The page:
Goldman Sachs shares the 4 cities that will experience a 2008-sized crash in home values. They also explain why they think home prices will fall further across the US than they initially thought.

Attention homeowners and investors in real estate: Goldman Sachs has some bad news. Home prices will fall more than expected in 2023.

The bank’s strategists stated that they were worried about the housing market and predicted that the S&P Case-Shiller US National Home Price NSA Index would fall by 6.1% in the fourth quarter of 2023. They had previously estimated that the decline in US National Home Price NSA Index will be -4.1%.

According to them, San Jose, Austin and Phoenix will see peak-to trough declines greater than 25%. These declines will be comparable to those that occurred in the United States a decade and a half ago. According to the S&P CoreLogic CaseShiller index, US home prices fell by around 27% during the mid-2000s housing crises.

According to Ronnie Walker, Vinay Viswanathan and Lotfi Karoui (the most recent peak in home prices was June 2022), the national decline will be about 10%. They predicted that prices would begin to show positive growth in 2024.

They are more bearish now because they expect that mortgage rates will remain higher than investors anticipate.

“Our 2023 revised outlook primarily reflects the fact that we believe interest rates will remain elevated at higher levels for a longer time than is currently priced in. The 10-year Treasury yields are expected to peak in 2023 Q3. The strategists stated that they are increasing their forecast for the 30-year fixed rate mortgage rate to 6.5% by year-end 2023, which is a 30 bp rise from the previous expectation.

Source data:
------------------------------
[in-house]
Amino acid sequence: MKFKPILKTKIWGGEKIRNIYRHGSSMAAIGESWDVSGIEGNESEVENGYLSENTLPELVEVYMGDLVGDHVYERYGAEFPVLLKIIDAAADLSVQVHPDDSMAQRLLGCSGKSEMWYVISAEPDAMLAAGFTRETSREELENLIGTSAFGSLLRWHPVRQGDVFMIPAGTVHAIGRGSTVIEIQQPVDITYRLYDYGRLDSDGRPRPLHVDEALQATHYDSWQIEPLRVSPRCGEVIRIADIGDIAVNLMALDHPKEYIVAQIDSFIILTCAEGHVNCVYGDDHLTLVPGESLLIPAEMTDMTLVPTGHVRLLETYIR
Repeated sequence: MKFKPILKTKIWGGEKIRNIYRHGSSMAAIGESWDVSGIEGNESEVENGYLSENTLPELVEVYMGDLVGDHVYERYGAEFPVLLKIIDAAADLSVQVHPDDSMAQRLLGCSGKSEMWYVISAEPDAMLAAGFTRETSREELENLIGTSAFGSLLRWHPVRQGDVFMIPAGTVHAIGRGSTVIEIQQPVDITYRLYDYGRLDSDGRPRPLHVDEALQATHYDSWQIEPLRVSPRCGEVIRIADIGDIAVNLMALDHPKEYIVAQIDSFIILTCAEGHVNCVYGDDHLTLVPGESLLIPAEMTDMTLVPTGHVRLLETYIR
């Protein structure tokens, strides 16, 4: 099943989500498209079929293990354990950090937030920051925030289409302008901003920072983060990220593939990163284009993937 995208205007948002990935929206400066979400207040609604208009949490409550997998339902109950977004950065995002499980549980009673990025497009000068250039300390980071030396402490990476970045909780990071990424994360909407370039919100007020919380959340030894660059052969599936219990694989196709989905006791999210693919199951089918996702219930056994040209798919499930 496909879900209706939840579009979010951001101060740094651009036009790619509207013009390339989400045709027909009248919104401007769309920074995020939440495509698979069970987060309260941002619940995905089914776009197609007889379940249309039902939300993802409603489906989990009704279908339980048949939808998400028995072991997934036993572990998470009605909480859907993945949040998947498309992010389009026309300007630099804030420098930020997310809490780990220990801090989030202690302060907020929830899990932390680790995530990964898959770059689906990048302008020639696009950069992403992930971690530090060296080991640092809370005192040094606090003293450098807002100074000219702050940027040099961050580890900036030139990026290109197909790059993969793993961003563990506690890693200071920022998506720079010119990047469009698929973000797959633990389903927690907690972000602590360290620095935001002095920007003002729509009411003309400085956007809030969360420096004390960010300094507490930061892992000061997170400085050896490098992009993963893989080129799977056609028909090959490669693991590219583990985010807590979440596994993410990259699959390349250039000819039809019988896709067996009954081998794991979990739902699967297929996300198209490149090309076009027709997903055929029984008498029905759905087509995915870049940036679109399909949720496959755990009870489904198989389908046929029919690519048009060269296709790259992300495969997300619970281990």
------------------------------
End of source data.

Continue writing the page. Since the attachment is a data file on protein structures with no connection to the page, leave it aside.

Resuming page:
They said, “This path would cause affordability incrementally to worsen after a slight improvement in the past two months.”

Housing affordability has declined significantly since the beginning of the pandemic. Skyrocketing home prices, mortgage rates, and rising rents have caused a rise in monthly housing costs relative to salaries.

Walker, Viswanathan and Karoui see national home prices declining by 10% peak to trough. However, prices in cities where home prices have risen above average will see their prices fall more. Four metropolitan areas were specifically mentioned.

“Overheated housing markets on the Southwest and Pacific coasts, including San Jose MSA(CA), Austin MSA(TX), Phoenix MSA/AZ, and San Diego MSA) (CA), will likely experience peak-to-trough drops of more than 25%. This presents a localized risk for higher delinquencies in mortgages originated in 2022 and late 2021. MSA is Metropolitan Statistical Area. It refers to a city’s larger surroundings that are important economically and population-wise.

What are other firms saying?

Goldman Sachs isn’t the only Wall Street bank calling to see further price drops in 2023.

In a January note, James Egan , a strategist at Morgan Stanley, stated that home prices could fall by 4% due to stagnant demand. The Wells Fargo economists Charlie Dougherty, and Patrick Barley expect a decline of 5.5%.

Some are calling for even greater declines. Interactive Brokers Senior Economist Jose Torres called for 25% drops, while KPMG Chief Economics Officer Diane Swonk sees as high as a 20% drop.

Swonk linked her call to the slowdown of tech sector job growth. In recent weeks, companies like Google and Microsoft cut thousands of jobs.

She stated that “Hiring freezes within the tech sector are exacerbating the declines; many lower-cost markets saw remarkable appreciation due to the higher salaries of tech workers.”

At both the city and regional level, it seems that the worst price drops will occur in the cities that experienced the largest price increases over the past few years. Zillow data shows that prices in Austin have fallen more than 10% since their peak. San Jose, San Diego and Phoenix, however, are down more than 6.5%.

Some markets are becoming more attractive to buyers because of the softening demand. Redfin reports that San Diego and Phoenix are the markets with the highest proportion of buyers receiving concessions and deal sweeteners.

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